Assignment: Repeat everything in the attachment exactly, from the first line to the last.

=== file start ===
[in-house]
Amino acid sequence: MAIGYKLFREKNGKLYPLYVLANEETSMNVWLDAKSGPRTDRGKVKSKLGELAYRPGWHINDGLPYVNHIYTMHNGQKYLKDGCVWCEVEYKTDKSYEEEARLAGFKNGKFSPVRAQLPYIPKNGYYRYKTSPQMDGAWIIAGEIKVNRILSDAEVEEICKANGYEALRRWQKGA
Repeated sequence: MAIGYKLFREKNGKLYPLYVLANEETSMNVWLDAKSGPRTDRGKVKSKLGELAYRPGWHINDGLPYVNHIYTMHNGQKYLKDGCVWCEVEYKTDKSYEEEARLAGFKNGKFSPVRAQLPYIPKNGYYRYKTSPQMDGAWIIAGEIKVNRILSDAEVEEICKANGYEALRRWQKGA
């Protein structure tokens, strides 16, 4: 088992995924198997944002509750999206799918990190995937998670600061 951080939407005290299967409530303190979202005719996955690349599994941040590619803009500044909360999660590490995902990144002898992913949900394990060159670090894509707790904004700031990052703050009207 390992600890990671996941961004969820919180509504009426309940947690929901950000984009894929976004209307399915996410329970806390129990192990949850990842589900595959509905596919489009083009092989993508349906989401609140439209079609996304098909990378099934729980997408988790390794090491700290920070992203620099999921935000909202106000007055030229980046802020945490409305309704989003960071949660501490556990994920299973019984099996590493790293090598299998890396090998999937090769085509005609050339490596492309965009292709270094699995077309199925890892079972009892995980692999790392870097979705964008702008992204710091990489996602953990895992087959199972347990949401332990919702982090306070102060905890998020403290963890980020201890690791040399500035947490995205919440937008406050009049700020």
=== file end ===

[in-house]
Amino acid sequence: MAIGYKLFREKNGKLYPLYVLANEETSMNVWLDAKSGPRTDRGKVKSKLGELAYRPGWHINDGLPYVNHIYTMHNGQKYLKDGCVWCEVEYKTDKSYEEEARLAGFKNGKFSPVRAQLPYIPKNGYYRYKTSPQMDGAWIIAGEIKVNRILSDAEVEEICKANGYEALRRWQKGA
Repeated sequence: MAIGYKLFREKNGKLYPLYVLANEETSMNVWLDAKSGPRTDRGKVKSKLGELAYRPGWHINDGLPYVNHIYTMHNGQKYLKDGCVWCEVEYKTDKSYEEEARLAGFKNGKFSPVRAQLPYIPKNGYYRYKTSPQMDGAWIIAGEIKVNRILSDAEVEEICKANGYEALRRWQKGA
């Protein structure tokens, strides 16, 4: 088992995924198997944002509750999206799918990190995937998670600061 951080939407005290299967409530303190979202005719996955690349599994941040590619803009500044909360999660590490995902990144002898992913949900394990060159670090894509707790904004700031990052703050009207 390992600890990671996941961004969820919180509504009426309940947690929901950000984009894929976004209307399915996410329970806390129990192990949850990842589900595959509905596919489009083009092989993508349906989401609140439209079609996304098909990378099934729980997408988790390794090491700290920070992203620099999921935000909202106000007055030229980046802020945490409305309704989003960071949660501490556990994920299973019984099996590493790293090598299998890396090998999937090769085509005609050339490596492309965009292709270094699995077309199925890892079972009892995980692999790392870097979705964008702008992204710091990489996602953990895992087959199972347990949401332990919702982090306070102060905890998020403290963890980020201890690791040399500035947490995205919440937008406050009049700020």